Not surprisingly, the year surrounding Long May You Run was fraught with disruptions and disloyalties. After first reconnecting with Stills and unexpectedly performing with him in concert, Young engaged in a rapid succession of betrayals. In short order, he dropped his own band (Crazy Horse) to work with Stills, removed the guest vocals by David Crosby and Graham Nash from the Stills/Young recordings and, ultimately, abandoned Stills and his group in the middle of their tour promoting the new album.

Rather that confronting his peers face to face, the conveyance of these betrayals mostly came down through Young’s management. At least he wrote Stills a personal note. This was the concert tour where Neil bailed on everyone without warning and ended up sharing the bad news with Stills in a telegram that said, “Dear Stephen, funny how some things that start spontaneously end that way. Eat a peach. Neil.”

Timing was everything for Young, complicated by a surplus of opportunities, artistic regret and a profound sense of guilt. Too much business, money, talent, ego and drugs (in particular, a great deal of cocaine). Dubious of commercial music formulas designed for the sake of success, he kept his own counsel and made a series of unpopular decisions, pushing back on the very projects that he had committed to. Basically, Young—a man of whims, contradictions and sometimes unprincipled idealism—needed to stay in control and wasn’t born to follow. 

Right or wrong, most musicians ultimately accept Young’s need to lead, make/change their own plans accordingly and try to forgive or forget the breakdowns of trust that occur as just another broken arrow. In 1976, Stills was drifting aimlessly in his career and was no longer getting along with Atlantic Records. Crosby and Nash had found their niche and were already making their third album as a soft-rock duo. Young invited them to add their voices to some Stills/Young album tracks, which obviously pointed to a full-on CSNY reunion. But soon after Crosby and Nash went back to completing their own album Young had a change of heart and erased their contributions from Long May You Run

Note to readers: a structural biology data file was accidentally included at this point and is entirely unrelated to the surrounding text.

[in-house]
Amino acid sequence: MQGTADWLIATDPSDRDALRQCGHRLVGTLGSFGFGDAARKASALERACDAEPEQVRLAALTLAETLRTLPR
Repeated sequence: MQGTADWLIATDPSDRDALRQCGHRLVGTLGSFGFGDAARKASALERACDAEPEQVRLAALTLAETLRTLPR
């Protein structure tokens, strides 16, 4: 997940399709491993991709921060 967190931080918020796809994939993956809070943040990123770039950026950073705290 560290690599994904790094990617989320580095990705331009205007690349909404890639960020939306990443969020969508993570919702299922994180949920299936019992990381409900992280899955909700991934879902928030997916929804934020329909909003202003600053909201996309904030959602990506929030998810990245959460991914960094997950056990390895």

Never reluctant to make a statement, Young’s tough reversals—removing valued vocals from these recordings, dropping out of his new band‘s promo tour—were stubborn objections to the commercialized pressure of these “collaborative” projects. It also frames many of the CSNY-related efforts as somewhat formulaic and arbitrary. 

While Young rarely shared his best tunes on group recordings, his tracks on latter-era Crosby, Stills, Nash & Young albums are examples of the industry compromises he was willing to make. So, to round out this playlist, we can include his melodic, middle-of-the-road tunes on 1988’s American Dream and 1999’s Looking Forward. Both CSNY reunion albums follow the Stills/Young template of radio-friendly title tracks penned by Neil, and it’s always good to hear all four of their voices singing together for old time’s sake. 

Finally, just to be nostalgic, consistent and discerning, let’s incorporate Young’s vintage performances from CSNY’s 1971 live album, 4-Way Street, especially his nine-minute solo tour-de-force medley of “The Loner/Cinnamon Girl/Down By The River.” Anyway, it’s about time that you made your own Neil Young playlist. It’s a fun way to approach things, and we should all feel free to do that, unless you still have to find the cost of freedom. If so, don’t ask me.